Ultimately, if you want to come back, good for you. If not, the world is your playground. And being born in Singapore has that advantage. So go out and try and do what you need to do. Don’t need to die die stay here, just being here for being here like that. Ultimately, I hope you can find a place that you can settle down and create a life you can love.

And if so happens it is in Singapore, okay cool. If it’s not, somewhere else, okay. If it’s in Malaysia, reach out to me. (laughs) Maybe, by then I’m not in Malaysia anymore, but yes. So that’s that. Next week, since we are on the topic of being in Malaysia, one of the biggest challenges I had when I was there, the first time was, where do I rent? Where do I stay? How do I find a place that I can afford without being too crazy. So, I’m going to share some tips for first time home renters. It’s very personal in my view. It is based on my expectations and my experience so far.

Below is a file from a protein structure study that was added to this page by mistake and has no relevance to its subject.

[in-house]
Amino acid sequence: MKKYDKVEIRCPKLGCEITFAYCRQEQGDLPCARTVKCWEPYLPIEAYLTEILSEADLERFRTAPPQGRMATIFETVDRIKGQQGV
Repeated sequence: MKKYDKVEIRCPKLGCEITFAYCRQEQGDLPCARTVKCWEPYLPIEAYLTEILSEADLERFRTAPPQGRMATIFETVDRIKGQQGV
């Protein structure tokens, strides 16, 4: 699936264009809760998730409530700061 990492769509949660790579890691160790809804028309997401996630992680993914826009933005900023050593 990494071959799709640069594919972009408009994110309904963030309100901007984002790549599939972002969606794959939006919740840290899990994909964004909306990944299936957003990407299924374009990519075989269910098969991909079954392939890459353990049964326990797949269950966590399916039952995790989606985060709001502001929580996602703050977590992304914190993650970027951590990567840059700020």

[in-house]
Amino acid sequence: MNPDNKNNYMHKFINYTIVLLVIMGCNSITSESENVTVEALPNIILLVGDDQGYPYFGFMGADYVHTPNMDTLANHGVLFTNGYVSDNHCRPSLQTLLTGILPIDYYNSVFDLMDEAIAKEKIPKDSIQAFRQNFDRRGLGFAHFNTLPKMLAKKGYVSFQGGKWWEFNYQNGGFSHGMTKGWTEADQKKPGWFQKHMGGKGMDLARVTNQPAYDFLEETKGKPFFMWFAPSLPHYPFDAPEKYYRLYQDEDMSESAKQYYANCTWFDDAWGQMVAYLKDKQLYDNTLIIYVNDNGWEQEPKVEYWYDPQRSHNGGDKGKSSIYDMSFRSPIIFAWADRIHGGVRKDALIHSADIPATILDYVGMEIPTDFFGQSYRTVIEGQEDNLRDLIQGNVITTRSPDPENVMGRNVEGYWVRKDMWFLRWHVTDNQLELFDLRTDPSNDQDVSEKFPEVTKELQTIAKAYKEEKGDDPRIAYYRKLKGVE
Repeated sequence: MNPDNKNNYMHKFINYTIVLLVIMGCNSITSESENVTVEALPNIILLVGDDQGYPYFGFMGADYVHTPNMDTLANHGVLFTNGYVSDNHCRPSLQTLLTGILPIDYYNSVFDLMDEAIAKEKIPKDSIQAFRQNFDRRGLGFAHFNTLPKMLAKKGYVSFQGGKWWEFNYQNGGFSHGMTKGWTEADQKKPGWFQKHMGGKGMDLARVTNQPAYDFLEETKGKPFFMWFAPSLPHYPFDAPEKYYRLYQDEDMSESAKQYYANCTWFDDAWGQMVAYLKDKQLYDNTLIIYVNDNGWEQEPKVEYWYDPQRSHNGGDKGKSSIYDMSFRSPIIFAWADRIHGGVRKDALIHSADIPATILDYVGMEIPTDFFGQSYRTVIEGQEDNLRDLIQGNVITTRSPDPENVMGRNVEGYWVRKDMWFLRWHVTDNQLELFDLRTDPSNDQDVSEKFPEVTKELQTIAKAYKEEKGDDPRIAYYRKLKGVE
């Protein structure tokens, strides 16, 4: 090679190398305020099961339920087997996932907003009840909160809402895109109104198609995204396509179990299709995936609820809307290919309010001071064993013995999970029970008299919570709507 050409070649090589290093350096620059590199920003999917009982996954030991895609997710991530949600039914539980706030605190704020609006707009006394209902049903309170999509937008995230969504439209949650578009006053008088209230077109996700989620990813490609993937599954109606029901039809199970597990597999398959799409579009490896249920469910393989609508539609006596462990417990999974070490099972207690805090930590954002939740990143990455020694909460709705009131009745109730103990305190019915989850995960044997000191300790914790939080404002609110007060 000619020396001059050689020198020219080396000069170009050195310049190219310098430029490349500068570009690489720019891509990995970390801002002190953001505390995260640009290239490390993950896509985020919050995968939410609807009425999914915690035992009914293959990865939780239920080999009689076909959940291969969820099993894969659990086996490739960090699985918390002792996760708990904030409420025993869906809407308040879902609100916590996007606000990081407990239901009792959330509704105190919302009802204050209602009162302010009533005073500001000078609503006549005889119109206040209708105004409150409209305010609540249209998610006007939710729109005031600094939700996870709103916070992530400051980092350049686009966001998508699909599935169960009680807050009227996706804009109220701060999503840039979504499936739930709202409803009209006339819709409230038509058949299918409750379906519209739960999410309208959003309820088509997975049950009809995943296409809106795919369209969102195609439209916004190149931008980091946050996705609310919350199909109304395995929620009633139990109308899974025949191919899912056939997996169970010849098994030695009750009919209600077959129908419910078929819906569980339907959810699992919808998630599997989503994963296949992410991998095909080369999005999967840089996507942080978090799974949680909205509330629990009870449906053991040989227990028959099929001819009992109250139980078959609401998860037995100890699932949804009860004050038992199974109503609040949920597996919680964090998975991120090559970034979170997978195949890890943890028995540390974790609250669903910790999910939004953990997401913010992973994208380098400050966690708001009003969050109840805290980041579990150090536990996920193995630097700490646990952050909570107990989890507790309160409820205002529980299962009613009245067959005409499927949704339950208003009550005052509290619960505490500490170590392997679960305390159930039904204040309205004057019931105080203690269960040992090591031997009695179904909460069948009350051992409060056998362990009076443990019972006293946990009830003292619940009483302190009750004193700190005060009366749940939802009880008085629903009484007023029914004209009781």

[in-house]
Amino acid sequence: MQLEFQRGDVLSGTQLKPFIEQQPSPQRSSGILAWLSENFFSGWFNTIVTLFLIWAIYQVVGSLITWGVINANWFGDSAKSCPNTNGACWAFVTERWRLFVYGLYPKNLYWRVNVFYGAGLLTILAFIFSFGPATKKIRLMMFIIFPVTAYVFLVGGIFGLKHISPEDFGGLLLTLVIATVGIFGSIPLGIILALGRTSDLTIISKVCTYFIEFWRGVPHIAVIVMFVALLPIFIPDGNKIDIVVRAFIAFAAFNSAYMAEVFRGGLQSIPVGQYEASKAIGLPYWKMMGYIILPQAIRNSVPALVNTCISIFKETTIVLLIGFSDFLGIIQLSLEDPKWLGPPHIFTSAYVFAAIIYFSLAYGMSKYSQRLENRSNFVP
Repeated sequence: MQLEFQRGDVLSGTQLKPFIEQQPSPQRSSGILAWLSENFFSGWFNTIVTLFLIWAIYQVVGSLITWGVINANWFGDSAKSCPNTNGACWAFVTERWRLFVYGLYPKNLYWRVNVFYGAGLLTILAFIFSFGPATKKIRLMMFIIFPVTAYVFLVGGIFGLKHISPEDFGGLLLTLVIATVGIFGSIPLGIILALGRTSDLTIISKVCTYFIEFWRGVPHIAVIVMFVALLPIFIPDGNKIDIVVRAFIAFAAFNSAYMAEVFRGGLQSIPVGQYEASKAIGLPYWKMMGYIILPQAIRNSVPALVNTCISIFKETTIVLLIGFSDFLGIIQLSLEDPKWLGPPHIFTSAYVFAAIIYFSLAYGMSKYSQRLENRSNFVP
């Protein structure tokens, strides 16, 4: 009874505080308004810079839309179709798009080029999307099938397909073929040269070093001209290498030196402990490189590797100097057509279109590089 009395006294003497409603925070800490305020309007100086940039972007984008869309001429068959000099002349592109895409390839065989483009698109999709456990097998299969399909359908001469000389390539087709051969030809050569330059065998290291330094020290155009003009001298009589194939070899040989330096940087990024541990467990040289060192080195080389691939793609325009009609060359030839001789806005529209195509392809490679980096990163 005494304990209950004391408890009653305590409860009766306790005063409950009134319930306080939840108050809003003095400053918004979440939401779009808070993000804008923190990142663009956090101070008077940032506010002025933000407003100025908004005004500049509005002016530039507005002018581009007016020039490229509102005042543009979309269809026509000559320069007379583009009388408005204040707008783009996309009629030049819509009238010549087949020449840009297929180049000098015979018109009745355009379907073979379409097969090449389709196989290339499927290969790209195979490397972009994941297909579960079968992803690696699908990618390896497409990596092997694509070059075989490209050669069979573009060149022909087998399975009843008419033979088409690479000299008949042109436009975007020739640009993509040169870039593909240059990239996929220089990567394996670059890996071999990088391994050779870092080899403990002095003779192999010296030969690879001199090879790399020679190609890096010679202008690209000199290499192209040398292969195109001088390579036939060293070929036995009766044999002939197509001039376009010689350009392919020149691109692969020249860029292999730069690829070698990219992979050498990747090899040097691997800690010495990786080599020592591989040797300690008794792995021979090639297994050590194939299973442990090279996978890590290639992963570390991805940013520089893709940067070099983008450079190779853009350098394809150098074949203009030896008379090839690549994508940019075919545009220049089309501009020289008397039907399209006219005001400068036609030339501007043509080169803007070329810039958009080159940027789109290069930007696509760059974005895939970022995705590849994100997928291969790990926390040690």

It’s not objective, ya lah tired of objective stuff lah. Anyway, yes it’s my experience being a first time home renter. I’m going to share with you some tips, you know how to be a good first time home renter now, because the understanding is you have no experience and you don’t know what you want, or you think you know what you want, but actuality is after a year, you will know yourself much better.

So yes, see you next week as we talk more about some tips and tricks for first time home renters. See ya!